K-J Avant

The right wine for right now.®


  • K-J AVANT Chardonnay
    K-J Avant Chardonnay
    Fresh / Crisp / Clean

    Crisp, bright and sleek, Kendall-Jackson AVANT Chardonnay is cold-fermented to retain green apple and lemon drop flavors.

    Flavor Profile:
    Fresh, crisp, fruit-driven
    Goes well with:
    Monterey Jack cheese, guacamole, grilled shrimp
  • New
    K-J Avant Red Blend
    Rich / Silky / Smooth

    Enticing aromas of ripe raspberry and bold black cherry are complemented by hints of spice and dark chocolate to deliver a smooth and lingering finish.

    Flavor Profile:
    Fruit forward taste of plum, ripe raspberry and pomegranate with hints of vanilla and cocoa
    Goes well with:
    Fondue, prosciutto wrapped dates, sweet and savory flatbread pizza
  • K-J AVANT Sauvignon Blanc
    K-J Avant Sauvignon Blanc
    Bright / Fresh / Vibrant

    Handcrafted and cold-fermented in stainless steel to preserve the grape's alluring, fruit-forward aromatics layered with notes of lemongrass and subtle minerality.

    Flavor Profile:
    Light-bodied with distinguished flavors of vibrant lime and passion fruit
    Goes well with:
    Feta cheese, spring salad, fish tacos



Build Your Own Mac and Cheese Recipe

Build Your Own Mac and Cheese RecipeBuild Your Own Mac and Cheese Recipe Build Your Own Mac and Cheese Recipe Build Your Own Mac and Cheese Recipe Build Your Own Mac and Cheese RecipeBuild Your Own Mac and Cheese Recipe #KJAVANT Hey everybody! It’s Molly from my name is yeh here. I hope you’re all enjoying the new year so far! I have to admit that usually around this time of year, I get some post-holiday blues. I call them the Januaries because January is kind of like the Monday of months, amiright? I usually try to conquer the Januaries with some fun and goofy made-up holidays and parties. First up this year was a whole party devoted to my all-time favorite food, macaroni and cheese. I made some basic cheddar mac and cheese, put out a ton of tasty mix-ins and toppings, and then my friends and I made our own personalized macs in mini cocottes. Mine had hot dogs, everything bagel seasoning, sriracha, and ketchup. While they baked, we sipped on Kendall-Jackson AVANT Red Blend and discussed all of our favorite mac and cheese toppings. By the time the mac was ready, we were so hungry that we scarfed it down and then went back for seconds. It was such a tasty party!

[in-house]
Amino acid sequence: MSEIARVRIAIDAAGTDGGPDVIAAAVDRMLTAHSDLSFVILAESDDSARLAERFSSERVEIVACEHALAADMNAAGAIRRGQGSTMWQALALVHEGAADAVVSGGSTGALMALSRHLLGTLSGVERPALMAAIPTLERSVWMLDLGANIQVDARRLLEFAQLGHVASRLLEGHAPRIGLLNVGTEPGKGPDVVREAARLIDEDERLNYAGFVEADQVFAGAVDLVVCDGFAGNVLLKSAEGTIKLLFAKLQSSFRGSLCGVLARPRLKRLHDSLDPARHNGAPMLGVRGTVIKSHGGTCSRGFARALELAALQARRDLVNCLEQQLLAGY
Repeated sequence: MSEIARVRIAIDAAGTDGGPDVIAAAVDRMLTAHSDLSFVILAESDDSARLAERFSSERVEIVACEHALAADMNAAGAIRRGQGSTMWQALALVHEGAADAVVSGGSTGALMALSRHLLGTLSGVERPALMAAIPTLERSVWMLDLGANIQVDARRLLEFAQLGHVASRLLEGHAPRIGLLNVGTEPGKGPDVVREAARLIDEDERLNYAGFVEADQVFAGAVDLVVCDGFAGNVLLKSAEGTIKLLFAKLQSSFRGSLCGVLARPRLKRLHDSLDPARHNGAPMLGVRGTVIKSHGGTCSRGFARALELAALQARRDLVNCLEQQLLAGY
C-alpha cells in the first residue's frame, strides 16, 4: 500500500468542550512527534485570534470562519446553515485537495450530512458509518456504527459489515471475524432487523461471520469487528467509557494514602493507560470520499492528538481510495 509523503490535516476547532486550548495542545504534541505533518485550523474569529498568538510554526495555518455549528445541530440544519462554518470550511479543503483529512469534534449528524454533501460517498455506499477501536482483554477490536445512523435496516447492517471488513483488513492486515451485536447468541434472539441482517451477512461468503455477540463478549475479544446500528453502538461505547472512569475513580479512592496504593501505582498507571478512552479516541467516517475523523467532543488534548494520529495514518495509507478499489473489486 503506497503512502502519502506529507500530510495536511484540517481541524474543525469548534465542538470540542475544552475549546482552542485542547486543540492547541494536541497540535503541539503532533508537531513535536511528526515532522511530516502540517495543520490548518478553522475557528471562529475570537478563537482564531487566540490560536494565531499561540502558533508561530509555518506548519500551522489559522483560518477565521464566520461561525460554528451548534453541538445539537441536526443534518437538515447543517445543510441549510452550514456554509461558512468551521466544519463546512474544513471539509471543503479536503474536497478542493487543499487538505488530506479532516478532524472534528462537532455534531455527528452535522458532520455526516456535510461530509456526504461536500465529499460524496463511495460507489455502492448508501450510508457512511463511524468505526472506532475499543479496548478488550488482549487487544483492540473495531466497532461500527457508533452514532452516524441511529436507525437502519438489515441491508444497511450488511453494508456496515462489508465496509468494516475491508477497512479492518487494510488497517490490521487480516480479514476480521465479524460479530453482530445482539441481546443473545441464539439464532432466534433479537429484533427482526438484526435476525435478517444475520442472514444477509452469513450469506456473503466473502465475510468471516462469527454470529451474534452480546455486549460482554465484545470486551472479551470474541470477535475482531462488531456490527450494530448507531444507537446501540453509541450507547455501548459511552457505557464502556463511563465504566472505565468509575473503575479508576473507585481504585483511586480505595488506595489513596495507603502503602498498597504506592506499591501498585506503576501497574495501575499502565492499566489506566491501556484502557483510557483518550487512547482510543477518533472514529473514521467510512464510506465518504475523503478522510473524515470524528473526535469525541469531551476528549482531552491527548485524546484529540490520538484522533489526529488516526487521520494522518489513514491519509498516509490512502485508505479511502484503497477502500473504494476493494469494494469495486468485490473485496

For more photos from my party and tips to have your own mac and cheese party, check out my blog post about it.

cheddar mac and cheese
Serves: 8
  • 1 pound pasta
  • 6 tb unsalted butter
  • ½ cup flour
  • 6 cups milk (skim, 2%, or whole milk will do)
  • 1 pound cheddar cheese, shredded
  • salt and pepper to taste
  • Fun mix-ins and toppings, such as: cut up hot dogs, everything bagel spice, other spices, sriracha, ketchup, broccoli florets, peas, chopped bell peppers, bacon, bread crumbs, more shredded cheese, etc.
  1. Preheat oven to 375.
  2. Cook pasta for one minute less than the directions on the box say. Drain it and set it aside.
  3. In a large saucepan, melt the butter over medium high heat. Whisk in the flour until combined. Slowly add the milk and whisk constantly until it begins to thicken. Add the cheese and whisk until it melts. Season with salt and pepper. Reduce heat to low.
  4. Have your guests dish up pasta, cheese, and any mix-ins of their choosing into oven-proof dishes. Top with breadcrumbs and/or shredded cheese, if desired, and then bake for 15-20 minutes, until the cheese is bubbly and the tops are slightly browned. For more color, run them under the broiler for a few minutes.
  5. If you don't have small oven-proof dishes or you simply want to forego the baking step, feel free! Just remember to cook the pasta fully, rather than leaving it super al dente, so that it's ready to eat immediately.


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Hey everybody! It’s Molly from my name is yeh...

Kendall-Jackson Committed to Sustainability – Where We’ve Been and Where We’re Going

Sustainability is an ongoing journey for us at Kendall-Jackson, and while we are looking forward to getting a jump on all the great projects we have planned for 2015, we wanted to take a moment to reflect on how far we’ve come in our quest to craft the highest quality wines with minimal impact on our environment and communities. In collaboration with Renewable Choice Energy, our renewable energy certificate (REC) provider, we developed a case study to document our progress to date.

Kendall-Jackson Committed to Sustainability – Where We’ve Been and Where We’re Going

A Few Highlights from the Case Study: